Ewan Kingston

Ewan Kingston


Dissertation: Bad goods? Global market actors and the default responsibility for regulation.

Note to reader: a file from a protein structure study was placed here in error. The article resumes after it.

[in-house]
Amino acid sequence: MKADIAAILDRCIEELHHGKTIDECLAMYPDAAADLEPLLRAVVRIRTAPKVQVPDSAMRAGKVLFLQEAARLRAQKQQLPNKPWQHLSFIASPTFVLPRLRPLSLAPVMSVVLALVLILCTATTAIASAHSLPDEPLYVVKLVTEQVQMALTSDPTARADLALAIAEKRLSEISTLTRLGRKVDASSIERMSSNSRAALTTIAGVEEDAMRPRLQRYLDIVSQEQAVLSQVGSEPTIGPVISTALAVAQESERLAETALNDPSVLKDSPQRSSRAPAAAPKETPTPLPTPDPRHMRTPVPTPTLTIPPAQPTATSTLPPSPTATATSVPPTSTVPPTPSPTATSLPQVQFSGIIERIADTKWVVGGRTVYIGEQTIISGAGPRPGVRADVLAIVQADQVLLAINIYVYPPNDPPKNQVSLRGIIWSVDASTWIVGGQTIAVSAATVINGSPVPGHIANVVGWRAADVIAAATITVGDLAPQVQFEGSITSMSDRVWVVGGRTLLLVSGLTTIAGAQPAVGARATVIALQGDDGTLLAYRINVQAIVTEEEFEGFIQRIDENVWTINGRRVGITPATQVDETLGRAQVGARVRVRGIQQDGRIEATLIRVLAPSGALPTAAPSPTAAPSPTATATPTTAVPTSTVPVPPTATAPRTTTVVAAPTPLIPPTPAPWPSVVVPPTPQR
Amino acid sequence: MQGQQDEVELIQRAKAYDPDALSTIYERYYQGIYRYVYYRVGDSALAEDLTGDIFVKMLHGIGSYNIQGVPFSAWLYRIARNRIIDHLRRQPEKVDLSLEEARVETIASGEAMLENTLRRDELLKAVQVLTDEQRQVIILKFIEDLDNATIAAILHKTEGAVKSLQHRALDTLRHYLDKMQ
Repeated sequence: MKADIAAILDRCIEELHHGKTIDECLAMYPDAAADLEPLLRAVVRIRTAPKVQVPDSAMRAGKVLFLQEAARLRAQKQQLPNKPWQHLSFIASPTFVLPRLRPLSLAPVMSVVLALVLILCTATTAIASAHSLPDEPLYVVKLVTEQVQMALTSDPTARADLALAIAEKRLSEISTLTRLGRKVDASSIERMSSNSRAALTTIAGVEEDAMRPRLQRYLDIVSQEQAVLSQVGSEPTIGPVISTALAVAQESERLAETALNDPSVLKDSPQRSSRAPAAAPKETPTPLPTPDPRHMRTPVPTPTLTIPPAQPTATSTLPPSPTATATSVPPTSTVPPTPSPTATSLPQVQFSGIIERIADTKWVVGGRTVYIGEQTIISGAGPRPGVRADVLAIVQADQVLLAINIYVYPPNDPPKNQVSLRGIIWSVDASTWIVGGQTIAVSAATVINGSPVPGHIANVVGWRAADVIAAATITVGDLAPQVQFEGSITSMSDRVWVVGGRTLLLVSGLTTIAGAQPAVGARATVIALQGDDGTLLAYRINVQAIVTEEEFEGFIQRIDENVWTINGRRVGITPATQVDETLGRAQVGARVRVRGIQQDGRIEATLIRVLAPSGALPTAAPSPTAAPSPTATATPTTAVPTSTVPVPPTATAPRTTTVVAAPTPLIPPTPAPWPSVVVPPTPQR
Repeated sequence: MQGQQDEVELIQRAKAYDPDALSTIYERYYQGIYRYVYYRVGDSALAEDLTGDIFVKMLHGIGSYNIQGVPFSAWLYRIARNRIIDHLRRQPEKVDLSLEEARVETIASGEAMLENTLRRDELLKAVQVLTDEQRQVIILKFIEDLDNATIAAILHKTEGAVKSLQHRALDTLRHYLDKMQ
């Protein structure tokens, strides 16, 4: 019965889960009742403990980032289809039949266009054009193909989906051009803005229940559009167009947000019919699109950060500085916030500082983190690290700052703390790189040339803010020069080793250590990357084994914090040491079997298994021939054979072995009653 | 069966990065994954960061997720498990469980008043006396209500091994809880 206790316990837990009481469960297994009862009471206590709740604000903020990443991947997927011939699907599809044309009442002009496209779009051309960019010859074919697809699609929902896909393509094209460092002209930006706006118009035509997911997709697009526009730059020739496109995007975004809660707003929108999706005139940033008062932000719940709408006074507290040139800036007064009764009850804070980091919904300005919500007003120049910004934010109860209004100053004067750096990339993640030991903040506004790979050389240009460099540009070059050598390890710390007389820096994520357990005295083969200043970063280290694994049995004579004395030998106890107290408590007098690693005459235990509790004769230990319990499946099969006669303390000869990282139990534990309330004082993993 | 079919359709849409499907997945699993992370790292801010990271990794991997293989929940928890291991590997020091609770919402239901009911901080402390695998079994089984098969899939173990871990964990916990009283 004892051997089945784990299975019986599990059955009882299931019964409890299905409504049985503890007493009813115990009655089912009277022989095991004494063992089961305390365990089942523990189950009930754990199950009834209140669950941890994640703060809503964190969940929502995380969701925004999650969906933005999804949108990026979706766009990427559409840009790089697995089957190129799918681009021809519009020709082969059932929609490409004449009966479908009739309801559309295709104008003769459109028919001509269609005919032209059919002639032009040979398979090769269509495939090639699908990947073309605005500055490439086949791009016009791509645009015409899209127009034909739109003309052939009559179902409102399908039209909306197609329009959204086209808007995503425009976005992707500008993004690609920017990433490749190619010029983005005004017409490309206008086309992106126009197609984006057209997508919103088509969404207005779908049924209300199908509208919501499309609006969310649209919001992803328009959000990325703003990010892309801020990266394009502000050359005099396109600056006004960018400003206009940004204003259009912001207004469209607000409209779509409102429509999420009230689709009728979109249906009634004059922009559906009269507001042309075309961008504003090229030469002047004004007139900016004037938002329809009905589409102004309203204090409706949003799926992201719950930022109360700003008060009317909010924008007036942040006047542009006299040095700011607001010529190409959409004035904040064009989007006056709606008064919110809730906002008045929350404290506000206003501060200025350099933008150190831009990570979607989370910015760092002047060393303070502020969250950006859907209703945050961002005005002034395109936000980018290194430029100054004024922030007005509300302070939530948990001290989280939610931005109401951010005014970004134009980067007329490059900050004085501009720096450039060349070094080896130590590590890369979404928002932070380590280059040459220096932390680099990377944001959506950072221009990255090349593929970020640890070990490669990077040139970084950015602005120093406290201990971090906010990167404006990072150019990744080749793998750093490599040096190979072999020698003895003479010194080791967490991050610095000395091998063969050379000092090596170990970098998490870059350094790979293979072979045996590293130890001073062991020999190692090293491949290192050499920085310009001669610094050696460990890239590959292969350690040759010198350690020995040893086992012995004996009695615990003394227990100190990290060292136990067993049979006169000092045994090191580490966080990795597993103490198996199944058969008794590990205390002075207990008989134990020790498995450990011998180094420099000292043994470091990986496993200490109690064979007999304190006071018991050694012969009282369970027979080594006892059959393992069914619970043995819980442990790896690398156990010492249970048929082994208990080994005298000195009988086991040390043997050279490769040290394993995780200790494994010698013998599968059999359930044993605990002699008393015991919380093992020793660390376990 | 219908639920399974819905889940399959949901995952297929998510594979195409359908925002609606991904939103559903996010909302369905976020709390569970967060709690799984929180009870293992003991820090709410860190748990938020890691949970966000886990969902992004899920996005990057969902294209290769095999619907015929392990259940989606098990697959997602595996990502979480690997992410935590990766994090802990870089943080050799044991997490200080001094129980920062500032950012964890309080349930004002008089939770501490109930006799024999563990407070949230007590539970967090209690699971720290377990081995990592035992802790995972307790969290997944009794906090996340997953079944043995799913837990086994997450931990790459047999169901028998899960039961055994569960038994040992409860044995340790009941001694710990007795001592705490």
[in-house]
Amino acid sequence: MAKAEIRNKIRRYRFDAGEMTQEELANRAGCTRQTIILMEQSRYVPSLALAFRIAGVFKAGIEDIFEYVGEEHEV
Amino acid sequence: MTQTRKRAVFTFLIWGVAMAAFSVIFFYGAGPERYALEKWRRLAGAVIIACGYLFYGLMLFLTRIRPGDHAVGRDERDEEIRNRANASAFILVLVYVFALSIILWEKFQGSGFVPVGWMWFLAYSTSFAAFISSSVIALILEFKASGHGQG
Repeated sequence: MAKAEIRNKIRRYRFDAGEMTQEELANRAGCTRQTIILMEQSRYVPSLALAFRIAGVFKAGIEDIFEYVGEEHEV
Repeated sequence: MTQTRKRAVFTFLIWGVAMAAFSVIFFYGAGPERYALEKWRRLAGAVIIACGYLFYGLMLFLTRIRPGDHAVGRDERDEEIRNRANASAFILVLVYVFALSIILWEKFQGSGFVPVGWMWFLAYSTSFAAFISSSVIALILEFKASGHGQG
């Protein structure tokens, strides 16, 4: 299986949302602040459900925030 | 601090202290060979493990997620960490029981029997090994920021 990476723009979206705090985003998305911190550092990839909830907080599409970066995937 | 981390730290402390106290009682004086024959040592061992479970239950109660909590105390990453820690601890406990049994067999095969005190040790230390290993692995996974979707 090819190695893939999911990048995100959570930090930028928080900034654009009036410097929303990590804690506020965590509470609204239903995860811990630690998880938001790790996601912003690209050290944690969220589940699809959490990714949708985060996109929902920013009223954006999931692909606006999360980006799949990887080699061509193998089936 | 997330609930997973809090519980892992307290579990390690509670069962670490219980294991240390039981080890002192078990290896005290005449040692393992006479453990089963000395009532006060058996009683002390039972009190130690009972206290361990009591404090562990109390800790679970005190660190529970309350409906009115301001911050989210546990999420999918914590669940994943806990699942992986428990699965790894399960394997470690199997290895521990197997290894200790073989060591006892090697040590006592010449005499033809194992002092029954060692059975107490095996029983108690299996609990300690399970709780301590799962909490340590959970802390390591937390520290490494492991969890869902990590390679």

Domestic governments have responsibility to regulate market activity to prevent some morally bad outcomes, and to meet legitimate international standards such as human rights. There are cases in which domestic governments are clearly not meeting their responsibility to regulate market activity. These include cases where relevant domestic laws have not been passed, or where relevant laws exist but are not successfully implemented. Ineffective or non-existent regulation of labor and environmental standards in developing countries provide a good example. In such cases, we can ask who else should be assigned default responsibility to prevent the morally bad outcomes. One possible set of agents are the market actors that profit from and often contribute to the failure to regulate. The popular and academic literature often turns to consumers of the goods produced under such conditions as responsibility-bearers in the face of failures of regulation. Are consumers really an appropriate group to be asked to step in? What are the other candidate groups or institutions, and under what conditions would it be more appropriate for default responsibility to be distributed to them? Who should oversee such a distribution of responsibility?